What are the nicest brushes for shine and getting rid of Dirt?
For my old horse, Chester (a bay), i just bought some brushes at a farm store near my barn, but I'm getting a new horse, a palomino, and this time I want to get some really nice brushes. I need some suggestions on the best brushes for shine and ability to get rid of dirt. Any specific brands or materials to look for and that horses seem to like? :D
And any other supplies you'd suggest? Specific curry combs, mane and tail brushes, hoof picks?
Thank you so much!
First off welcome to the forum!
The brush brand I really like is Oster. They make a really good selection of grooming supplies all the way to clippers.
The ones you hold in your hand. Getting and keeping a great coat on your horse(s) takes effort.
Honestly, I've been a professional groom for decades. I know too many other grooms to count. At one point in my life I bought all high end brushes, and like everyone else I have met, found that they didn't do any better than a run-of-the-mill, mid-grade brush, curry, etc.
I have noticed that if a brush or other grooming tool fits my hand comfortably, I tend to be more relaxed when grooming and pay more particular attention to the results.
Best "brush" ive ever used is a long bristle soft brush. But the best tool ive ever used to remove FINE dirt is a sllliigghtttllyyy damp rag! Rags are like the sham-wows of the horse world to me. hahhaha
I like the soft black rubber curry combs to start (the ones with a rubber hand strap too, not the nylon hand strap, the rubber on those seems too hard to me.)
Then I use a stiff brush- one with dense, soft plastic, crimped bristles.
Medium stiffness brush- I use one with dense horse hair bristles.
Soft brush- Soft, short, dense bristles. Mine is a cheapy synthetic one, I'd like to get a goat hair one for the body like I have a mini one for the face but they're pricey.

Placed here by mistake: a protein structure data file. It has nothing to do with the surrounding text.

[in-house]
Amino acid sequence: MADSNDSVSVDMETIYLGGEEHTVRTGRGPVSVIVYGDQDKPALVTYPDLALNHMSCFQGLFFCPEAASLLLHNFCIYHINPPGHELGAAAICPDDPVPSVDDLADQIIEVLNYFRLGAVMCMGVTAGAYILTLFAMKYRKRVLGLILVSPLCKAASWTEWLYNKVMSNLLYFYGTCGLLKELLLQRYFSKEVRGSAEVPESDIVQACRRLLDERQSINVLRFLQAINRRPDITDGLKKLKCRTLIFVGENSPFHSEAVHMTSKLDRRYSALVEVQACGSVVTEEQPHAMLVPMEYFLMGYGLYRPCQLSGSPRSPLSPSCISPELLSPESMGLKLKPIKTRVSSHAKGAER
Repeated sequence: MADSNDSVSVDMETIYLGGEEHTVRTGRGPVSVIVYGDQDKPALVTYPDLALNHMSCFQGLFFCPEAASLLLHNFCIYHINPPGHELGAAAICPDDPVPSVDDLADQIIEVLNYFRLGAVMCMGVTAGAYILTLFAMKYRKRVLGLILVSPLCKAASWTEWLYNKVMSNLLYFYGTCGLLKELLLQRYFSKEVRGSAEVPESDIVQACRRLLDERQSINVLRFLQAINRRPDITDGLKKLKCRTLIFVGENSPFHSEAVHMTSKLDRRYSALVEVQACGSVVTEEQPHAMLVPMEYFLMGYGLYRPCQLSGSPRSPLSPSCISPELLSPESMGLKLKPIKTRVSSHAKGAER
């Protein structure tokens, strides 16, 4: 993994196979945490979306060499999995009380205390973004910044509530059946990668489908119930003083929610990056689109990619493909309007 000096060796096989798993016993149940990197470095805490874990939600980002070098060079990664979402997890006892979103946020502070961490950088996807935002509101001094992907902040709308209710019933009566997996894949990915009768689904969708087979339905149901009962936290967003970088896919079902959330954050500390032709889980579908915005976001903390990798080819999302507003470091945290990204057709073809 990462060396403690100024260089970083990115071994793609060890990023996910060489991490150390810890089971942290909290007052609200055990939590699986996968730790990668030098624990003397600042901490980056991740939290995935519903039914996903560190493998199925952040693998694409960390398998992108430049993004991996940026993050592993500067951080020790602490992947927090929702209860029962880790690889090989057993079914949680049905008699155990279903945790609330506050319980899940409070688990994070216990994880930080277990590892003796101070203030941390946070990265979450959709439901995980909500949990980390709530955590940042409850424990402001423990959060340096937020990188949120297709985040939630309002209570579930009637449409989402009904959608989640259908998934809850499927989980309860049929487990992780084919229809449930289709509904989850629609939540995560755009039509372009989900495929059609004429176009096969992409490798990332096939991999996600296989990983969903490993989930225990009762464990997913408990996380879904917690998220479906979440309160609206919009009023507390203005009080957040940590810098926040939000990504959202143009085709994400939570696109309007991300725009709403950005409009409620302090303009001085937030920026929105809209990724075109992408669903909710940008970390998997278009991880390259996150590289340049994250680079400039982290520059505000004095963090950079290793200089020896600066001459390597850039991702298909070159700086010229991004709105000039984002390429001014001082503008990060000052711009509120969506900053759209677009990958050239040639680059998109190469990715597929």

I'd like to get a sheepskin mitt for polishing...but that's just because I'm obsessed with soft things lol A soft towel will do for the final step.
I believe that the majority of getting good grooming results is what you do, not what you do it with, however great tools that you're comfortable with can only help.
I suggest you:
-Curry until you can't curry anymore! Use firm pressure.
-Use your stiff brush as your work horse, use it in short sweeps with a flick at the end. When you stop seeing large flakes of skin and huge clouds of dirt coming off your horse it's time to switch to the medium brush.
-Use the medium brush in the same flicking motion as the stiff brush, switch to the soft brush when you can only see a light dusting of dirt on your horse's coat...almost like its hovering above your horse.
-Use long smooth strokes with the soft brush, same with the towel.
-Clean your brushes often throughout the grooming process! It will help you achieve a sparkling horse more easily. You can use a metal curry comb on the bristled brushes, but I prefer to just use my opposite hand. Turn away from the horse, hold the brush with the bristles facing up or sideways and take the side of your other palm, place it on the bristles farthest away from you and pull towards your body until you no longer see large amounts of dirty flying off. For the curry comb you can just bang it once or twice flat on the ground or a stall wall.
Back in the old days, when any brush was hard to come by, much less a quality brush, we put the final polish on our horses with freshly shelled corn cobs:shock:
The corn oil residual on the cobs, gave the coat a nice sheen without leaving the coat sticky to the touch:D
The Oster horsehair soft brush does wonders on that last swipe to add shine. My horse was a very thin skinned TB and I couldn't even use a medium brush on him without him hitting the rafters. The long bristle soft followed by that shorter bristle horsehair was great.
Elbow grease ;)
It all depends on your hand! I used to like the standard size brushes, but now my hands are weaker, and I prefer the smaller size. I like the small black soft rubber curries, and I like the hoof picks that have the flat plastic handle. The Oster pick is great too, but expensive.
I definitely agree that Oster is the way to go. Lovelove my Oster brushes.
But, you should know, you can't get dirt off and shine on with ONE brush and ONE step. You must first remove all dirt with a stiffer brush, then go back with a finishing brush to add shine.
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